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LaSure v. State

United States District Court, D. South Carolina, Beaufort Division

April 16, 2019

Alfred William LaSure, Petitioner,
v.
State of South Carolina and Aimee J. Zmroczek, Attorney, Respondents.

          ORDER

          R. Bryan Harwell, United States District Judge.

         Petitioner Alfred William LaSure, a state civilly committed person proceeding pro se, has filed a petition for a writ of habeas corpus pursuant to 28 U.S.C. § 2241. See ECF Nos. 1 & 1-1. The matter is before the Court for review of Petitioner's objections to the Report and Recommendation (“R & R”) of United States Magistrate Judge Bristow Marchant, who recommends summarily dismissing Petitioner's § 2241 petition without prejudice.[1] See ECF Nos. 11 & 14.

         Standard of Review

         The Magistrate Judge makes only a recommendation to the Court. The Magistrate Judge's recommendation has no presumptive weight, and the responsibility to make a final determination remains with the Court. Mathews v. Weber, 423 U.S. 261, 270-71 (1976). The Court must conduct a de novo review of those portions of the R & R to which specific objections are made, and it may accept, reject, or modify, in whole or in part, the recommendation of the Magistrate Judge or recommit the matter with instructions. 28 U.S.C. § 636(b)(1); Fed.R.Civ.P. 72(b).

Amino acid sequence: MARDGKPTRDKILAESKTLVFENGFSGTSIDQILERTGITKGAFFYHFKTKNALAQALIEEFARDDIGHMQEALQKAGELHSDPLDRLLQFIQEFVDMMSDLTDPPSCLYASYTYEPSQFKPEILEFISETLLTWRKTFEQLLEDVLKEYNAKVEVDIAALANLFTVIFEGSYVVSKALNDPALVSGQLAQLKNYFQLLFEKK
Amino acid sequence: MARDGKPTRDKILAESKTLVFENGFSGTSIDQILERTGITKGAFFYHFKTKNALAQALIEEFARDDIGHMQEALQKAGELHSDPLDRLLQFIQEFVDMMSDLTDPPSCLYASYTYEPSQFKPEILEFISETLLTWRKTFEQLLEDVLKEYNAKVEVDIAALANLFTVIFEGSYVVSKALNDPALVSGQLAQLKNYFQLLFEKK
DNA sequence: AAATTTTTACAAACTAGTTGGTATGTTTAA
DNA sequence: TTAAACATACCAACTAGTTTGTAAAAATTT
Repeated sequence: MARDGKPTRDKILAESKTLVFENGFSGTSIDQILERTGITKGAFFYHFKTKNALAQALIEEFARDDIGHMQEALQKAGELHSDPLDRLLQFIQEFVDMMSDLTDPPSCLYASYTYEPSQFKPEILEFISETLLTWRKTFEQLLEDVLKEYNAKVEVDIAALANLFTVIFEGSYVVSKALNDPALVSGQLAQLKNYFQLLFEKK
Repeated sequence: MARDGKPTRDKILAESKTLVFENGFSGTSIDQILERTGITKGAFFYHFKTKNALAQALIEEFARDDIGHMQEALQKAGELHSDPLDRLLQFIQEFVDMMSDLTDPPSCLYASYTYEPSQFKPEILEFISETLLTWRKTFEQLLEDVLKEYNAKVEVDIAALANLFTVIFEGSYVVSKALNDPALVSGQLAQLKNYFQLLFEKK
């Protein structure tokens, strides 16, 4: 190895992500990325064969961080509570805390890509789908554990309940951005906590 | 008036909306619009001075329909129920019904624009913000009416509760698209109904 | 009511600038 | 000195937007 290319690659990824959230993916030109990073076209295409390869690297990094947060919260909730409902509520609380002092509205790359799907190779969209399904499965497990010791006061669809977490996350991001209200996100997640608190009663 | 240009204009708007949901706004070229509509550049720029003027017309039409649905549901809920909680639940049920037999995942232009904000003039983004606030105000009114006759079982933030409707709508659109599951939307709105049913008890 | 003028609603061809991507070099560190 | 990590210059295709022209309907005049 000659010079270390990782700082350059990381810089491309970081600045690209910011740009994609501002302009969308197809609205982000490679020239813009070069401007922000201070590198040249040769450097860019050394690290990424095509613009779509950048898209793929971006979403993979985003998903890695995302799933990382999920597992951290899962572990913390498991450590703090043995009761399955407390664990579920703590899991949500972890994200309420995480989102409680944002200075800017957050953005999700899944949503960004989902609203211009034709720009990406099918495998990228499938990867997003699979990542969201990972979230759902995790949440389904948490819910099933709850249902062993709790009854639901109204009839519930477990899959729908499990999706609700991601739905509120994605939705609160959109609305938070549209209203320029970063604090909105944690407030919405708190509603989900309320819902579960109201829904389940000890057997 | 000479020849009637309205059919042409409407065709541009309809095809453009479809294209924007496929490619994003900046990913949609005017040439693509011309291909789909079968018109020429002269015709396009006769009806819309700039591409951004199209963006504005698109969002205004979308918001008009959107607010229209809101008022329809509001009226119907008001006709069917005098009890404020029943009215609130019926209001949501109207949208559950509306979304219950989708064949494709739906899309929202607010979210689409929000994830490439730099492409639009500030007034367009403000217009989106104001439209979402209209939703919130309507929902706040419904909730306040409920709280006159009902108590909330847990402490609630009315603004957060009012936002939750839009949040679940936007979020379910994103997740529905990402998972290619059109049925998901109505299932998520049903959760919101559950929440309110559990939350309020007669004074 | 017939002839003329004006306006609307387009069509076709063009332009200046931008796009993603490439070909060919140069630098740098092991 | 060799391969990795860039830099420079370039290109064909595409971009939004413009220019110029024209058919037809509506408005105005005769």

The Court must engage in a de novo review of every portion of the Magistrate Judge's report to which objections have been filed. Id. However, the Court need not conduct a de novo review when a party makes only “general and conclusory objections that do not direct the [C]ourt to a specific error in the [M]agistrate [Judge]'s proposed findings and recommendations.” Orpiano v. Johnson, 687 F.2d 44, 47 (4th Cir. 1982). In the absence of specific objections to the R & R, the Court reviews only for clear error, Diamond v. Colonial Life & Acc. Ins. Co., 416 F.3d 310, 315 (4th Cir. 2005), and the Court need not give any explanation for adopting the Magistrate Judge's recommendation. Camby v. Davis, 718 F.2d 198, 199-200 (4th Cir. 1983).

         Discussion [2]